Sen. Salazar supports oil shale bill
Post Independent Staff
Glenwood Springs, CO Colorado
GLENWOOD SPRINGS, Colorado ” Sen. Ken Salazar, D-Colo., said Wednesday that he supports oil shale language in an energy bill approved by the U.S. House this week that gives states the chance to “opt-in” to oil shale development.
However, that bill also includes language that would lift a ban that has blocked the Bureau of Land Management (BLM) from issuing final commercial oil shale regulations. Salazar previously said he would fight to keep the ban ” which is slated to end at the end of September ” in place. It was a position that resulted in significant Republican criticism for Salazar.
Salazar said his support for the House bill’s oil shale package comes from language that would give power to the state legislature and the governor’s office to decide if any commercial oil shale leasing can go forward in the state.
“In effect, it allows us in the state of Colorado to control our own destiny,” Salazar said. “At the end of the day, the people of the state of Colorado are the ones who ultimately will derive both the benefits and the detriments of oil shale development. So having the governor and members of the General Assembly making that decision, I think is a correct one and one I support.”
Salazar said his staff was looking to see if that legislation may affect the six oil shale research and development leases in Colorado and Utah, and whether the bill would block those leases from expanding. He added that there are several key unanswered questions that surround oil shale development, like how much water and energy would be needed to drive extraction of the resource.
“Those questions remain out there,” he said. “I don’t believe that within Colorado the federal government should rush head long into a full-scale oil shale development program.”
Steve Wymer, a spokesman for U.S. Sen. Wayne Allard, R-Colo., said Salazar “appears to be following the lead of ‘U-Turn Udall’ and flip-flopping on energy policy like a cutthroat trout.”
“These desperate swings toward ‘pro-energy’ positions don’t change the reality that Senator Salazar continues to be the single biggest obstructionist in the Senate regarding responsible oil shale development,” Wymer said. “Nobody is suggesting it is reasonable that we can develop oil shale resources immediately. All we need to do is get started developing the regulations that will help us begin with this process.”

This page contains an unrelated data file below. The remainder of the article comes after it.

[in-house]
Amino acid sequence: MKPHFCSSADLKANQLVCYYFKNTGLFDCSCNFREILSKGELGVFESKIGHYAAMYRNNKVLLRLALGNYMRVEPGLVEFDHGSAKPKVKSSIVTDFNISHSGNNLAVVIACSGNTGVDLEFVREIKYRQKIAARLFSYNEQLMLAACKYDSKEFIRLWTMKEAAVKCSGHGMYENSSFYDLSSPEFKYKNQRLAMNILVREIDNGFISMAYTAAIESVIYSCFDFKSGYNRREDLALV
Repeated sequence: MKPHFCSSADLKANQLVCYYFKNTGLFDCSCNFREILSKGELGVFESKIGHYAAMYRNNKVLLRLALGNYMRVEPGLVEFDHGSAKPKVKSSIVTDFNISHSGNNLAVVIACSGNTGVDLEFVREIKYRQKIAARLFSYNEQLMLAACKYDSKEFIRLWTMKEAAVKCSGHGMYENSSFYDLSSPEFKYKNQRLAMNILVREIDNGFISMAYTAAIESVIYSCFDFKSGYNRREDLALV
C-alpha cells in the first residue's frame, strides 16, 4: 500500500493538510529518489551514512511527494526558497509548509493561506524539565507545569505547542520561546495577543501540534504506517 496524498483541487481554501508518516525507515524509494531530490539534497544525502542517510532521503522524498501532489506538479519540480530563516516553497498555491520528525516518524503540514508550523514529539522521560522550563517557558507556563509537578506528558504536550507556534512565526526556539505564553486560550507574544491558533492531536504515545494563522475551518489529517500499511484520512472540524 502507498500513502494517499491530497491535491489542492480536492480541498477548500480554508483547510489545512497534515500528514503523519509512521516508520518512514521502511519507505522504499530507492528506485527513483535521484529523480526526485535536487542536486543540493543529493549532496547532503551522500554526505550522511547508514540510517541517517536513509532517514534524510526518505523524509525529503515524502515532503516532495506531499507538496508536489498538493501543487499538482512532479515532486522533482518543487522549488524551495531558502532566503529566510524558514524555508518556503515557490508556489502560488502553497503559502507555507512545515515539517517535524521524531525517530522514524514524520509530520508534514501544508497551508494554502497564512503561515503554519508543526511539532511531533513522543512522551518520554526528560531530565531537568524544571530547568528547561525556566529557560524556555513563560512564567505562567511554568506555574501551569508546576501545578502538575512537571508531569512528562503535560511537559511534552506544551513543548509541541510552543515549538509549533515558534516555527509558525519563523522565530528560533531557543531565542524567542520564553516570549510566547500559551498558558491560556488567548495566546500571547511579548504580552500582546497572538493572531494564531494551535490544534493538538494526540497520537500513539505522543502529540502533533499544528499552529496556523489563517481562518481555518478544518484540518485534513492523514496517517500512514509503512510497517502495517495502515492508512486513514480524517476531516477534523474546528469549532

Any bill that might include oil shale provisions comes at a time when the BLM is set to issue a record of decision later this year that would open up about 360,000 acres in northwest Colorado to possible oil shale development. A RAND report from 2005 said there may be about 1 trillion barrels of oil in the Piceance Basin ” which stretches across Mesa, Garfield and Rio Blanco counties.
While the future of the oil shale has fast become a topic for national debate, it has also engendered heated discussion on the local level.
The Garfield County Commissioner earlier this week voted to direct Judy Jordan, the county’s oil and gas liaison, to draft a letter saying that the county supports the BLM issuing final oil shale regulations. The county’s comments would be based on letters submitted to the BLM by Club 20 and the Associated Governments of Northwest Colorado (AGNC). Commissioners John Martin and Larry McCown voted in favor of that move, while Commissioner Tresi Houpt voted against it.
Commissioners decided not to approve a letter that Jordan had written, which called for the BLM to postpone the development of final regulations. Jordan wrote that although the county understands the Energy Act of 2005 sets out a schedule for providing a regulatory framework for oil shale development, “the fact is that the technology for developing the resource is far behind the progress on the regulations.”
Commissioner Tresi Houpt, a Democrat, said the county should have supported the letter written by Jordan, which was “very consistent” with the position the county took in response to a draft environmental impact statement the BLM issued late last year. The county’s position then was that the BLM should “delay any decisions regarding commercial leasing until such time that the current (oil shale research projects) could be completed and the proposed technologies and their impacts better understood.”
Houpt said it was premature for the commission to support final regulations when three companies are still pursuing oil shale extraction technologies. She said she didn’t have the opportunity to read Club 20 or AGNC’s letters before Monday’s vote.
But Commissioner Larry McCown, a Republican, said the parameters and rules for any future leasing “like the rate of royalties ” need to be put forward.
“That has to be decided,” he said. “These folks have to know the rules of engagement. They have to know what is out there before they are going to proceed to (invest) billions of dollars.”
Commissioner John Martin said it wasn’t premature for Garfield County to request that final oil shale regulations be issued.
“I do have the confidence it is the right approach,” said Martin, a Republican. “I feel we are taking the responsible step. We need to move forward on this issue.”
The county has until Sept. 22 to submit its comments to the BLM about the agency’s draft oil shale leasing regulations, which the agency released in July.
Contact Phillip Yates: 384-9117
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